Thanks for the Feedback by Douglas Stone and Sheila Heen
We know feedback is essential for growth, but we don’t enjoy receiving it. The authors share how to learn from evaluations, criticism, and unsolicited advice – both in the workplace and in personal relationships.

Accountability: The Key to Driving a High-Performance Culture by Greg Bustin
Accountability is more than keeping track of performance. Bustin explains that true accountability is rooted in a culture of purpose, trust, and fulfillment. The author shares what he learned the hard way: if you are not clear about everything – vision, values, objectives, strategy, rewards, and penalties – the likelihood of achieving your goals is slim.

Communicating Change: Winning Employee Support for New Business Goals by TJ Larkin & Sandar Larkin
Every employee is affected when you make changes in your business. But if you communicate the reason for the change effectively and make it relevant to every employee, you will succeed. The book includes checklists and sample forms so you can start communicating now.

Drive: The Surprising Truth About What Motivates Us by Daniel H. Pink
Rewards like money are not the only way to motivate your team. What people really want is the chance to direct their own lives and have a deeper purpose. When we incorporate these basic human needs into the workplace, we can transform how we live and work.

Start With WHY by Simon Sinek
People don’t buy into ideas or projects unless they understand the WHY behind it.  Sinek explains how great leaders have inspired people to take action by clearly sharing their vision.

Align by Jonathan Trevor
Chances are, your business is operating below its potential. Why? Because your organization’s strategies may not be aligned with your purpose. Trevor’s book gives a blueprint for creating alignment in your organization.

The Truth About Employee Engagement by Patrick Lencioni
Lencioni explores how a fictitious retired CEO takes over a failing restaurant whose miserable employees feel anonymous, irrelevant, and unmeasured. The restaurant’s turnaround offers lessons for improving your own workplace culture.

Boundaries for Leaders by Dr. Henry Cloud
Dr. Cloud explains that leaders need to decide what to accept (say YES to) and what NOT to accept (say NO to) if they want results. He lays out seven leadership boundaries that set the stage, tone, and culture for a results-driven organization. These are great tools for aligning people and strategies to achieve success.

Strategic Doing by Edward Morrison
Morrison sets out ten skills that create agile, resilient organizations. I had the opportunity to learn from Edward on this model and found principles to be sound and adaptable to a variety of businesses. Any one of the ten skills can make an impact on the results your business achieves.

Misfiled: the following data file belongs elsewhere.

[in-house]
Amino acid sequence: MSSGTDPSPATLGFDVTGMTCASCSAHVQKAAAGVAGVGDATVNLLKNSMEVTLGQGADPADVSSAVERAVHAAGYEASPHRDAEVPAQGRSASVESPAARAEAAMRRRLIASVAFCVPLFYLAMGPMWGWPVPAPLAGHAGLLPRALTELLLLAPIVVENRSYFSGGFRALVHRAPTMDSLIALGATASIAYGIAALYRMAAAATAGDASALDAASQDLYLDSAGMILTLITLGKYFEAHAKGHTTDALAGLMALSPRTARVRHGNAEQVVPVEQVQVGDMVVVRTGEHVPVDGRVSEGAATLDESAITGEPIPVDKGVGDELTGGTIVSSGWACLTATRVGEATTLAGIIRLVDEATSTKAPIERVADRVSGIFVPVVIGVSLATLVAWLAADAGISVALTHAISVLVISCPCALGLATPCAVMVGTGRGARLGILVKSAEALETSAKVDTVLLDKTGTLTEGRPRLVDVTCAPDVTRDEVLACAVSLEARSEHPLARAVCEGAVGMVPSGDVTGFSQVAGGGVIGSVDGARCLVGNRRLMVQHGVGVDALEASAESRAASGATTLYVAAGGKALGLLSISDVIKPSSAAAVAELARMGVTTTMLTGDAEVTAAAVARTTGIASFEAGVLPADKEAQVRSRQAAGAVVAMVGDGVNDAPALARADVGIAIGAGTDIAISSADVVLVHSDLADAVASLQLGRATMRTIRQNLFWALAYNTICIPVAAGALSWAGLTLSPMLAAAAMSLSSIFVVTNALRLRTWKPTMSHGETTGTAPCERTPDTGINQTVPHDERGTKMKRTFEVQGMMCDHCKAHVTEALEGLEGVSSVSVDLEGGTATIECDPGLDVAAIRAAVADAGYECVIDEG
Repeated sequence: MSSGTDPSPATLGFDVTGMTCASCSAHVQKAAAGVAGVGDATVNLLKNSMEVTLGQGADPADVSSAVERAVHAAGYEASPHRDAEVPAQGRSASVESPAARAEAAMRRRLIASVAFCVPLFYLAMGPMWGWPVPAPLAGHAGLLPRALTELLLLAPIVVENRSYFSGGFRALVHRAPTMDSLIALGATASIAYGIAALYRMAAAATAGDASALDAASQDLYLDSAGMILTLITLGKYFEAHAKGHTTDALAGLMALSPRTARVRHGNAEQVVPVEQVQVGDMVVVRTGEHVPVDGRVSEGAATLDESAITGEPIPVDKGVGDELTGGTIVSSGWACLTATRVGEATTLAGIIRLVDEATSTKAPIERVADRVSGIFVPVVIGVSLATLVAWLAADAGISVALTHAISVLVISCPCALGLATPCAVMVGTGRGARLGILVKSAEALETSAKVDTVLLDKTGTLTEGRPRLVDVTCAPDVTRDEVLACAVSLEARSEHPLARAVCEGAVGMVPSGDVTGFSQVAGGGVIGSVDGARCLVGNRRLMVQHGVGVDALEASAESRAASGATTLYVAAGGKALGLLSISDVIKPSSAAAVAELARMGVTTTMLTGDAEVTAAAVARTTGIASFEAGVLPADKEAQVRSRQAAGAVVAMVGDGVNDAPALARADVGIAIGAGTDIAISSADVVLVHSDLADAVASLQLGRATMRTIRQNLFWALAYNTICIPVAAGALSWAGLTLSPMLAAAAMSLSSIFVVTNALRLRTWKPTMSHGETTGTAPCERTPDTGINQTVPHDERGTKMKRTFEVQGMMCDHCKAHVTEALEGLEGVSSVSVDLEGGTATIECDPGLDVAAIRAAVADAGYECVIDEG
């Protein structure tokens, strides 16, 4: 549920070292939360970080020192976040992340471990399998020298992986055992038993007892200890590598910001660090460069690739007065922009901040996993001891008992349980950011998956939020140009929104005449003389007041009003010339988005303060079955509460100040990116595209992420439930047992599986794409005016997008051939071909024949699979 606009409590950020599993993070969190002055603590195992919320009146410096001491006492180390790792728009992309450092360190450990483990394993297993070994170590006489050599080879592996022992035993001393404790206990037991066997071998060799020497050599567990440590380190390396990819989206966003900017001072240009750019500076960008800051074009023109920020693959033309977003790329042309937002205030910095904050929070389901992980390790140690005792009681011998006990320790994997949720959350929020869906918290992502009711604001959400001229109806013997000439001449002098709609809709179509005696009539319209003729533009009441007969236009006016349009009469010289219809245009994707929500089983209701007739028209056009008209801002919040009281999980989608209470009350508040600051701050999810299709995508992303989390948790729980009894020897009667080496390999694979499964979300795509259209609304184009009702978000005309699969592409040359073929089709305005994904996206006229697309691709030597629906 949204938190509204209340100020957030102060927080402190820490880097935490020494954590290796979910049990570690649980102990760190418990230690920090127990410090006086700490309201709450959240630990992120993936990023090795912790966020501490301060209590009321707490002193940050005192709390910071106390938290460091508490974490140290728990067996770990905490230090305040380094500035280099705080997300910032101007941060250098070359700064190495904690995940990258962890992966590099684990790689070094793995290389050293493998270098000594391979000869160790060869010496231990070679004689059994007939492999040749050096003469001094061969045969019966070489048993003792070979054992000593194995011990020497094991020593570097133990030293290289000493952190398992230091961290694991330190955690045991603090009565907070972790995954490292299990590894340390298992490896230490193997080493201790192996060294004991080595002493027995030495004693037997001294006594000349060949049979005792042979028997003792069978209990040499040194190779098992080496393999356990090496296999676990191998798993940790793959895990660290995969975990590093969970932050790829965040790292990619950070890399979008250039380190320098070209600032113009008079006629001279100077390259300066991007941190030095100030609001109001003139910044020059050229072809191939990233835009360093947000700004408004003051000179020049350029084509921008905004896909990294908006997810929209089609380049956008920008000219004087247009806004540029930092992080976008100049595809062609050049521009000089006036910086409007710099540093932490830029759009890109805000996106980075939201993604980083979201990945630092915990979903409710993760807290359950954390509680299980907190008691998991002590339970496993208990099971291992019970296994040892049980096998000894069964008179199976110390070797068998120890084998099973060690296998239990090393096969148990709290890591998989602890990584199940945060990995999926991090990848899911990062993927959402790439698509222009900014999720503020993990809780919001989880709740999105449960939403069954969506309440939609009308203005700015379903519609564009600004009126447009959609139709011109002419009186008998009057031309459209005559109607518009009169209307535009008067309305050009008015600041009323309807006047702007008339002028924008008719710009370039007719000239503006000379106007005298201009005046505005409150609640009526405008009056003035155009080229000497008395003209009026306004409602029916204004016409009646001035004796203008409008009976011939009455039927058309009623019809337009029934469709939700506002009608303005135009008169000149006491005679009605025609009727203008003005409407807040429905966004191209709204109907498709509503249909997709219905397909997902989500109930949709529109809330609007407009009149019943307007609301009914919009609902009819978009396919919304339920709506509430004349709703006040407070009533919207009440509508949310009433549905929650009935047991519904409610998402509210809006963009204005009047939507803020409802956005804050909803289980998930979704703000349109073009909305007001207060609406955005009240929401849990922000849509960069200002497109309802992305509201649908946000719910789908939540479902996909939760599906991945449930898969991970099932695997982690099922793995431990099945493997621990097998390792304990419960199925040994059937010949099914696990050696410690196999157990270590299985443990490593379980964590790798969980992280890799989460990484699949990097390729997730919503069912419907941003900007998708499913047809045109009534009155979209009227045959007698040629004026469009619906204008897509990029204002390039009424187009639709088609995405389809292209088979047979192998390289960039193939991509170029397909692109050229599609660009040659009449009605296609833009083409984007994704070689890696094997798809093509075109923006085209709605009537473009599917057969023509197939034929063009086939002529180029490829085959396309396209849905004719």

Braving the Wilderness by Brené Brown
Brown offers a counterintuitive method for becoming a confident, more effective leader.  She advocates becoming more open and vulnerable by getting to know people with whom you disagree, speaking truth to bullsh**, sharing our joy and sadness with others, and combining courage with vulnerability to become your true self.

Free to Focus by Michael Hyatt
If you want to step into focus, this is your guide to deciding what you want, determining the path to achieve, and putting your focus to work. It’s a companion to the Full Focus Planner, the planner I use to keep myself on track.

Full Focus Planner by Michael Hyatt
Achieving your dreams takes planning and focus. I have been using this planner for the past year. After years of research, I finally found a planner that helps me align annual goals, goal details, and quarterly and weekly planning. Try it and let me know what you think.

The Five Temptations of a CEO by Patrick Lencioni
A CEO’s success is often due to self-discipline. The author suggests that CEOs fail when they succumb to one of five temptations, such as choosing status over results; choosing popularity over accountability; choosing certainty over clarity; choosing harmony over conflict; and choosing invulnerability over trust. Presented as a fable, this easy read offers many self-evaluation opportunities.

The Checklist Manifesto by Atul Gawande
Many of my clients get results from the simplest of tools: the checklist. In this book, we learn how checklists can streamline processes, eliminate errors, and improve operations. This book is a must read if you are looking for ways to make a tremendous difference in a simple way.

The Five Dysfunctions of a Team by Patrick Lencioni
Why are teams so dysfunctional? The author highlights common behaviors observed over decades of coaching teams: lack of accountability, low standards, fear of conflict, and more. His book offers methods for creating cohesive and high performing teams.

Thinking, Fast and Slow by Daniel Kahneman

Are you an intuitive thinker, or more deliberative? The author, a Noble Prize winner in Economics, explains the two systems that drive the way we think. Your daily decisions, from corporate strategy to where to take a vacation, are shaped by these systems.

The Law of Success by Napoleon Hill
I love how “old” books can still be relevant today. Here, the author says that success requires adapting to the ever-changing environment of life. My favorite parts are  Hill’s 15 essential lessons, which can serve as a blueprint to help you reach your dreams.

The Empathy Edge by Maria Ross